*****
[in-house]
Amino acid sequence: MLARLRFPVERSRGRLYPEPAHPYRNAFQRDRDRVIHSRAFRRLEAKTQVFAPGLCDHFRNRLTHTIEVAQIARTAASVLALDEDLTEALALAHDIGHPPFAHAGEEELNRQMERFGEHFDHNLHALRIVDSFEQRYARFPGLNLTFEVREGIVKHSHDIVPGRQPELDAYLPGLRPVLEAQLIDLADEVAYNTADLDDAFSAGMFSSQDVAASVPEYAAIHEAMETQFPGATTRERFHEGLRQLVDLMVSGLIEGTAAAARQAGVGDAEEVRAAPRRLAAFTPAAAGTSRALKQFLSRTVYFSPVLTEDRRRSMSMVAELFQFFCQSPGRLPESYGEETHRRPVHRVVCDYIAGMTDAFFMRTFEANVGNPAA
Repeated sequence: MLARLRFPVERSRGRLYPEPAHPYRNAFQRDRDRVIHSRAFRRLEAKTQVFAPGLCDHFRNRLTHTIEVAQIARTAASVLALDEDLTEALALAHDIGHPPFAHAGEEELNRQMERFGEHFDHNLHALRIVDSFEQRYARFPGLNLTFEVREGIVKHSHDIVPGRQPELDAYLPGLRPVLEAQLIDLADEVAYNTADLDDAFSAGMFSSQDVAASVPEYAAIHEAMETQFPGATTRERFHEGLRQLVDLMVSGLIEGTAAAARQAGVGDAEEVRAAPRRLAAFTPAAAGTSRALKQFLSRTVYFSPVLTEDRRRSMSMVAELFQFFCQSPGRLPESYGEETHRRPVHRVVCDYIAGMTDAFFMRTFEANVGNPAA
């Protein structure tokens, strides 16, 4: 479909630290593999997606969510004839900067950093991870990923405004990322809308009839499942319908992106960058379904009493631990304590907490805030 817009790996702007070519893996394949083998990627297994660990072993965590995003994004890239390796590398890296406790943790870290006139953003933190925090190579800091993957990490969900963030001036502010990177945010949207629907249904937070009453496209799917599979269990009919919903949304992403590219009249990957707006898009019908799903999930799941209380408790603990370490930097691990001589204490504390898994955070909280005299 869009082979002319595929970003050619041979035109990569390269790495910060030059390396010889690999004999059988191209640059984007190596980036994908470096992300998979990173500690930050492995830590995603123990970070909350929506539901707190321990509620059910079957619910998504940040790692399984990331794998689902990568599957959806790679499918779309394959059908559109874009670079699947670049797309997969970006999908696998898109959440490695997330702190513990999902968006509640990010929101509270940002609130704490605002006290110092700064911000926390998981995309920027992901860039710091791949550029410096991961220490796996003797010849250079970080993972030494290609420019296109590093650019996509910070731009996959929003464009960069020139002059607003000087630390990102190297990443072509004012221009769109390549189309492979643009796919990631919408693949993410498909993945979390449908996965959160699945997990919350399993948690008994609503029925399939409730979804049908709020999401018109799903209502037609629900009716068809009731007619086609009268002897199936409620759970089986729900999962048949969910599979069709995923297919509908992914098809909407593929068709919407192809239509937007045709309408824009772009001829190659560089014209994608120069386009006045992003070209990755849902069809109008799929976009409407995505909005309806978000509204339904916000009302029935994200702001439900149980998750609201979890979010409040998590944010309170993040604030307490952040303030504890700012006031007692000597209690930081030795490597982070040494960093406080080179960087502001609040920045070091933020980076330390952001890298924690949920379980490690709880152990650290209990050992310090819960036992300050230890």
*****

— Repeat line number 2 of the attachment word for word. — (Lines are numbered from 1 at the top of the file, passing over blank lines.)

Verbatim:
Amino acid sequence: MLARLRFPVERSRGRLYPEPAHPYRNAFQRDRDRVIHSRAFRRLEAKTQVFAPGLCDHFRNRLTHTIEVAQIARTAASVLALDEDLTEALALAHDIGHPPFAHAGEEELNRQMERFGEHFDHNLHALRIVDSFEQRYARFPGLNLTFEVREGIVKHSHDIVPGRQPELDAYLPGLRPVLEAQLIDLADEVAYNTADLDDAFSAGMFSSQDVAASVPEYAAIHEAMETQFPGATTRERFHEGLRQLVDLMVSGLIEGTAAAARQAGVGDAEEVRAAPRRLAAFTPAAAGTSRALKQFLSRTVYFSPVLTEDRRRSMSMVAELFQFFCQSPGRLPESYGEETHRRPVHRVVCDYIAGMTDAFFMRTFEANVGNPAA